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John McCarthy
Computer Science Department
Stanford University
Stanford, CA 94305

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This article is oriented toward the use of modality in artificial intelligence (AI). An agent must reason about what it or other agents know, believe, want, intend or owe. Referentially opaque modalities are needed and must be formalized correctly. Unfortunately, modal logics seem too limited for many important purposes. This article contains examples of uses of modality for which modal logic seems inadequate.

I have no proof that modal logic is inadequate, so I hope modal logicians will take the examples as challenges.

Maybe this article will also have philosophical and mathematical logical interest.

Here are the main considerations.

Many modalities:
Natural language often uses several modalities in a single sentence, ``I want him to believe that I know he has lied.'' [Gab96] introduces a formalism for combining modalities, but I don't know whether it can handle the examples mentioned in this article.

New Modalities:
Human practice sometimes introduces new modalities on an ad hoc basis. The institution of owing money or the obligations the Bill of Rights imposes on the U.S. Government are not matters of basic logic. Introducing new modalities should involve no more fuss than introducing a new predicate. In particular, human-level AI requires that programs be able to introduce modalities when this is appropriate, e.g. have function taking modalities as values.

Knowing what:
``Pat knows Mike's telephone number'' is a simple example. In [McC79b], this is formalized as
where pat stands for the person Pat, Mike stands for a standard concept of the person Mike and Telephone takes a concept of a person into a concept of his telephone number. We might have
expressing the fact that Mike and Mary have the same telephone, but we won't have
which would assert that the concept of Mike's telephone number is the same as that of Mary's telephone number. This permits us to have
even though Pat knows Mike's telephone number which happens to be the same as Mary's. The theory in [McC79b] also includes functions from some kinds of things, e.g. numbers or people, to standard concepts of them. This permits saying that Kepler did not know that the number of planets is composite while saying that Kepler knew that the number we know to be the number of planets (9) is composite.

The point of this example is not mainly to advertise [McC79b] but to advocate that a theory of knowledge must treat knowing what as well as knowing that and to illustrate some of the capabilities needed for adequately using knowing what.

could be avoided by writing
but the required ``quantifying in'' is likely to be a nuisance.

Proving Non-knowledge
[McC78] formalizes two puzzles whose solution requires inferring non-knowledge from previously asserted non-knowledge and from limiting what is learned when a person hears some information.gif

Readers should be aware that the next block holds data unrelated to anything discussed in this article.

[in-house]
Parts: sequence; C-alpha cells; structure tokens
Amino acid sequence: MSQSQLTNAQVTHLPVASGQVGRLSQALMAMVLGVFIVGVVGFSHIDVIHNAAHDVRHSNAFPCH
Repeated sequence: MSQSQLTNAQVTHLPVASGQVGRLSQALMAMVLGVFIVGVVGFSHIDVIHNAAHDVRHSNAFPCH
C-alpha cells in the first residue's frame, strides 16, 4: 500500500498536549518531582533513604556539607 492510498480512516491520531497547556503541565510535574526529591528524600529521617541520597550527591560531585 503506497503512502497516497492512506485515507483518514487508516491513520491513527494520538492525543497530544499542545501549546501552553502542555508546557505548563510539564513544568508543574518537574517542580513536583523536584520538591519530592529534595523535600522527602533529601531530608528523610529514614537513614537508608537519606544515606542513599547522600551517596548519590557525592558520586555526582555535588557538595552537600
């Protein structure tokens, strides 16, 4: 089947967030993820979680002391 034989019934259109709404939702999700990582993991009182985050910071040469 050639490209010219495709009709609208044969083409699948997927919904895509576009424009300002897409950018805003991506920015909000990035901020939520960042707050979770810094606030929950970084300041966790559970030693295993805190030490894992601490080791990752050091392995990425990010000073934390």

[McC78] uses a variant of the Kripke accessibility relation, but here it is used directly in first order logic rather than to give semantics to a modal logic. The relation is A(w1,w2, person, time) interpreted as asserting that in world w1, it is possible for person that the world is w2. Non-knowledge of a term in w1 is e.g. the color of a spot or the value of a numerical variable, is expressed by saying that there is a world w2 in which the value of the term differs from its value in w1.

[Lev90] uses a modality whose interpretation is ``all I know is tex2html_wrap_inline122.''. He uses autoepistemic logic [Moo85], a nonmonotonic modal logic. This seems inadequate in general, because we need to be able to express ``All I know about the value of x is tex2html_wrap_inline122.'' gif Here's an example. At one stage in Mr. S and Mr. P, we can say that all Mr. P knows about the value of the pair is their product and the fact that their sum is not the sum of two primes.

[KPH91] treats the question of showing how President Bush could reason that he didn't know whether Gorbachev was standing or sitting and how Bush could also reason that Gorbachev didn't know whether Bush was standing or sitting. The treatment does not use modal logic but rather a variant of circumscription called autocircumscription proposed by Perlis [Per88].

Joint knowledge and learning
In the wise men problem, they learn at each stage that the others don't know the colors of their spots, and in Mr. S and Mr. P they learn what the others have said. In each case the learning is joint knowledge, wherein several people knowing something jointly implies not only that each knows it but also that they know it jointly. [McC78] treats joint knowledge by introducing pseudo-persons for each subset of the real knowers. The pseudo-person knows what the subset knows jointly. The logical treatment of joint knowledge in [McC78] makes the joint knowers S5 in their knowledge. I don't know whether a more subtle axiomatization would avoid this.

[McC78] treats learning a fact by using the time argument of the accessibility relation. After person learns a fact p the worlds that are possible for him are those worlds that were previously possible for him and in which p holds. Learning the value of a term is treated similarly.

Other modalities
[McC79a] treats believing and intending and [McC96] treats introspection by robots. Neither paper introduces enough formalism to provide a direct challenge to modal logic, but it seems to me that the problems are even harder than those previously treated.

Acknowledgements: This work was supported in part by DARPA (ONR) grant N00014-94-1-0775. Tom Costello provided some useful discussion.

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Next: References

John McCarthy
Tue Mar 18 18:25:02 PDT 1997